2009: 6th period of work
The V-CUBE 6 became available at my local puzzle shop sometime in the spring of 2009, but I didn't notice it until July. I bought the puzzle soon after, then decided to begin a new software effort (the third, counting the Apple II program and RubikHack). This program isrubik3.
This new program uses a meet-in-the-middle search technique to test N positions in O(sqrt(N)) time. The program is able to enumerate all positions of the 2×2×2 in less than a minute, and to solve an arbitrary position of the 2×2×2 in less than 10 milliseconds. It is also quite facile with the 3×3×3 and limited searches on the 4×4×4.
2009 Aug 13 :
2×2×2 single-pair swap
To exchange the pieces at UFL and UFR, do one of the following:
R2 F R F' R2 F U' R U F2 (10f) (keeps U sides on U face)
U' F U2 R F' R' F' U2 F' U R (11f) (moves U sides to F face)
U2 R2 U' F' U R2 U' F U' F' (10f) (moves U sides to L and R faces)
All three are self-inverse (repeating the same sequence puts the cube back the way it was). The second sequence represents one of the 2644 states of the 2×2×2 cube that are a maximal distance from solved by the face-turn metric (11 face turns is the most it ever takes to solve the 2×2×2 by "God's algorithm").
Local Maxima patterns
A "local maximum" is a position from which any move takes you closed to the solved state. For example, the above 11-move pair swap, the one that starts with U'F, is a local maximum because it is one of the 2644 positions that are 11 moves from the start, and as it happens none of these positions is reachable from each other in a single turn so any turn will take you to a position that is only 10 turns from the solved state.
What comes as a surprise to those unfamiliar with the mathematics of group theory is that there are local maximum patterns only 4 moves from the solved state. From these positions, any move will take you to a position that is only 3 moves from a solved state:
4-turn local maxima
There are also 8 local maximum positions that are 5 moves from start:
5-turn local maxima
4×4×4 double-pair swap
Two algorithms mentioned above can be combined to make this simple, pure double edge pair swap: (R2F122)2 R2F2 R22F22R22 (9s) (Exchanges the edge-pair at UF with that at DF). (But, see my later improvement on Aug 27th, below).
Emulation of Small Non-Cube puzzles
I have begun working on the descriptions (on the following pages) of several of the smaller non-cube puzzles, such as the 2×2×3. I used rubik3 to enumerate them and generate optimal algorithms. My overall goal is to unite all the different solution techniques by reusing algorithms from smaller puzzles whenever possible.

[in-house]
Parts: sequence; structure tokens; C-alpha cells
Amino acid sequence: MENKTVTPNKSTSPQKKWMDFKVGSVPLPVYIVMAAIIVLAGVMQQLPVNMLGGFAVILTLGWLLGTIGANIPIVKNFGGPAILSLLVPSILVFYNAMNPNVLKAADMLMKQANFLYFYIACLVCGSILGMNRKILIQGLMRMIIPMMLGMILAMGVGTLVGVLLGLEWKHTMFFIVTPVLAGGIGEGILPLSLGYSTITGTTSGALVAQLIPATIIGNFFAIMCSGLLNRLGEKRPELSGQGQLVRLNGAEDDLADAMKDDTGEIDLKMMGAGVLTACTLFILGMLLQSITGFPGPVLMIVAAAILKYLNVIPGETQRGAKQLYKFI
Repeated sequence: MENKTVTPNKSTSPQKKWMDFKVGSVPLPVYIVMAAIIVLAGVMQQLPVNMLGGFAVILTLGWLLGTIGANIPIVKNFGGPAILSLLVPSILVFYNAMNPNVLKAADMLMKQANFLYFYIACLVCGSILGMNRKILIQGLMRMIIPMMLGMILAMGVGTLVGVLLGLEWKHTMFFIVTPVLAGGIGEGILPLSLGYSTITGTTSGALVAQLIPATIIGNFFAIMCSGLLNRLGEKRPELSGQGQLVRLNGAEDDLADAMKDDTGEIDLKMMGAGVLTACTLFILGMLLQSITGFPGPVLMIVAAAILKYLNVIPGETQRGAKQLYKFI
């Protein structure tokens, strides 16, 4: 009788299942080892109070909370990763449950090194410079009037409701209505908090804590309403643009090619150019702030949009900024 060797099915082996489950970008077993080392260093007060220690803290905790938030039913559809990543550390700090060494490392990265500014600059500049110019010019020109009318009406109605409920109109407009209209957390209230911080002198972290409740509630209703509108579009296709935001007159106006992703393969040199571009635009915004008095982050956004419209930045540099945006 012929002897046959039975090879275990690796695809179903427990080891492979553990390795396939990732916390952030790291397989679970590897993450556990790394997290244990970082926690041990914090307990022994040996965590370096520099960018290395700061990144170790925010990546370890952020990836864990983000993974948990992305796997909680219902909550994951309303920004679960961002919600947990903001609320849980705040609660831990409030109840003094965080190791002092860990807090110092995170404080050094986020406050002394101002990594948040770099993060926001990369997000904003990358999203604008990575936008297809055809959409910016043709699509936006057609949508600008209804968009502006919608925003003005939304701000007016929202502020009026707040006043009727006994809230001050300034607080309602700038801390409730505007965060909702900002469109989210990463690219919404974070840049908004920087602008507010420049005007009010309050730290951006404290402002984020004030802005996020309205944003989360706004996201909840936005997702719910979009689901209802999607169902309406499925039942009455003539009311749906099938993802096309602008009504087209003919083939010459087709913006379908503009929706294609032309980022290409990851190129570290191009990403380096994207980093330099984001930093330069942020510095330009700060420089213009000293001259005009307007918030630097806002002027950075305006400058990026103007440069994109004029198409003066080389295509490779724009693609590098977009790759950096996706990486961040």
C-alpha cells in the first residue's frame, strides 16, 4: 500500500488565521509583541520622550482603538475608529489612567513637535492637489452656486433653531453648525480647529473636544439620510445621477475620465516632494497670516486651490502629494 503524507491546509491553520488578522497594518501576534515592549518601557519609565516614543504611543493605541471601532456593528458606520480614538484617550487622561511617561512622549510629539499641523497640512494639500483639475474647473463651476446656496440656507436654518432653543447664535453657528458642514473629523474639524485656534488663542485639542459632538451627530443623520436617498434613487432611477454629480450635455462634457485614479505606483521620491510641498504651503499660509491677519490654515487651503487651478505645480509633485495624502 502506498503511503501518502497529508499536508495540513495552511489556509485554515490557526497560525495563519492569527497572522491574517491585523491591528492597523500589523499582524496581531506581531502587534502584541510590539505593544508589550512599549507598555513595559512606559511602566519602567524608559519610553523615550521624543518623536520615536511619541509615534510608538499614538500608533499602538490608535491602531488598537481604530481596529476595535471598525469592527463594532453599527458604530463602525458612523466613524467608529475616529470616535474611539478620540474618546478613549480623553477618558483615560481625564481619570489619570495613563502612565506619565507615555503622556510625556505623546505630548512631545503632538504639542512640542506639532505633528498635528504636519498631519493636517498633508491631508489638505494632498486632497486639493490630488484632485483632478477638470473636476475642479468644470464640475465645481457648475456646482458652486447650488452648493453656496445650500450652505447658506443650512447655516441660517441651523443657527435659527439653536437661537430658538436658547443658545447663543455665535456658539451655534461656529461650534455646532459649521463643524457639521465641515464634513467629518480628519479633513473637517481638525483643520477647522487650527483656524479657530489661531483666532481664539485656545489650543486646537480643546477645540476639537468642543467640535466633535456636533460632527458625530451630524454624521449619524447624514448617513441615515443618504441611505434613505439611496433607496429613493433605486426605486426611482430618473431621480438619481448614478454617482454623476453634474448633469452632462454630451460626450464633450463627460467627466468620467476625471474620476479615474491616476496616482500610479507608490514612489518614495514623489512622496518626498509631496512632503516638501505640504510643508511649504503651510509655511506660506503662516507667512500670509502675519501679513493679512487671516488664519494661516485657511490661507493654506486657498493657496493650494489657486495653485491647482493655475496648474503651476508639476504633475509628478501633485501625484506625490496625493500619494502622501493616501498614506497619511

2009 Aug 25
I have decided to perform a sticker-swap on my newest (1989) 4×4×4 Rubik's Revenge and one of my 5×5×5 Professor clones. Algorithms exist to rearrange most of the stickers just by turning the puzzle; I used the ones here.
It is interesting to note that the optimal algorithm for swapping two adjacent faces on the 4×4×4 can be found by emulating a 2×3×3 on a 3×3×3. Using the command:rubik3 -N3 -GUF2f2L2R2 \ -PWWWWWWWWWOOOGGGRRRBBB------------OOOGGGRRRBBBYYYYYYYYY \ -PWWWWWWWWYOOOGRRGGRBBB------------OOOGRRGGRBBBYYWYYYYYY exact
The program gives the solution U2 F2 U' F2 U2 F2 U R2 U F2 U' R2 U R2 U2 (15f). Translating this to a 4×4×4, the algorithm becomes U122 F2 U12' F2 U122 F2 U12 R2 U12 F2 U12' R2 U12 R2 U122 (23s).
2009 Aug 27
My original algorithm for 3×3×3 corner positioning was the one from the Cranston West student:
To cycle (URF → LFD → UFL), use L' RFR'F' L FRF'R' (10f)
Translating this to work on the D layer, it is:
To cycle (FRD → LDB → FDL), use L' RDR'D' L DRD'R' (10f)
But a quicker algorithm that doesn't care about edges on the D layer is:
To cycle (DRF → DLF → DLB), use F'RF' L2 FR'F' L2 F2 (9f)
Translating this for use on the U layer, it is:
To cycle (ULF → URF → URB), use F'LF' R2 FL'F' R2 F2 (9f)
These are also useful for solving the 2×2×2.
Improved 4×4×4 double-pair swap
For a long time I have been using the algorithm (R2F22)3 R2 (7s) to exchange the edge-pair at UR with that at DR. This algorithm also moves two centers from U to D and vice-versa. The centers can be put back with (F22R22)2 (4s), making (11s) total. As reported earlier, there is a combined algorithm using F12 moves that does it in (9s). However, today I realize that it is better to use F2 moves. This yields the improved algorithm:
F22R2 F22R132 F22R32 (7s) (Exchanges the edge-pair at UF with that at DF).
Improved 4×4×4 dedge flip
Using rubik3, limiting the moves to those that are possible on a 3×3×4, I found the following algorithm to exchange the pieces at FRD and FRU (also called a "dedge flip" because the two pieces together are a "dedge" or "double edge"): D2'R2D2R2 U2'R2U22 F2D2F2D3 R2F2D22F2 (15s).
2009 Aug 28
Yesterday I found an algorithm for the 4×4×4 to to exchange the edge-pair at UF with that at DF (F22R2 F22R132 F22R32). It is even easier if you change the R13 to R12 and R3 to R2: F22R2 F22R122 F22R22 (7s)
Here is an algorithm for resolving a flipped edge pair from "AndrewG" (on twistypuzzles forum, 20081223) R2' U2R2U2R2' F2R2F2R2' B2R2'B2R2 (13s). It moves four of the edge-pairs around and also flips just one of them. Any of the standard 3×3×3 edge-moving algorithms, plus the 7s UF-DF swap, and the parity will stay fixed.
2009 Aug 29
Updated Table of Algorithms
This table brings together all the algorithms I have ever learned and used for solving the cube. They are grouped by function in the following order: Corners, then Edges, then Centers; posiioning before orienting; "dirty" algorithms before "pure"; small cubes then larger cubes. I also list a few that I have not actually learned but believe that I should.
This table uses my "Extended Singmaster Notation".
2009 Aug 30
Using a full search, still without symmetry, rubik3 finds that 10s is the minimum for a pure algorithm to move 2 pairs of centers on the 4×4×4:
R2 D2 L2 B2 L2 D2 R2 F2 (8s) (moves the UF pair to R and the RF pair to U)
This is a great algorithm because it can be executed easily in the following way:
((R2Uw)2 R2Rw' F2Rw')2 (8s+8w)
This moves the FD pair onto R and the RD pair onto F, and is optimised for easy turning by a right-handed cubist.
Emulating Cuboid Puzzles
Any standard cube can be used to emulate one or more smaller cubes and/or cube-like puzzles with non-cube rectangular dimensions. For example, if you have a 4×4×4 cube and limit your motions to those that turn an outer and inner layer at the same time (R12, F12, etc) you are "emulating" a 2×2×2 cube, and all patterns you get will be identical to patterns on the 2×2×2 (assuming you started with your 4×4×4 cube solved).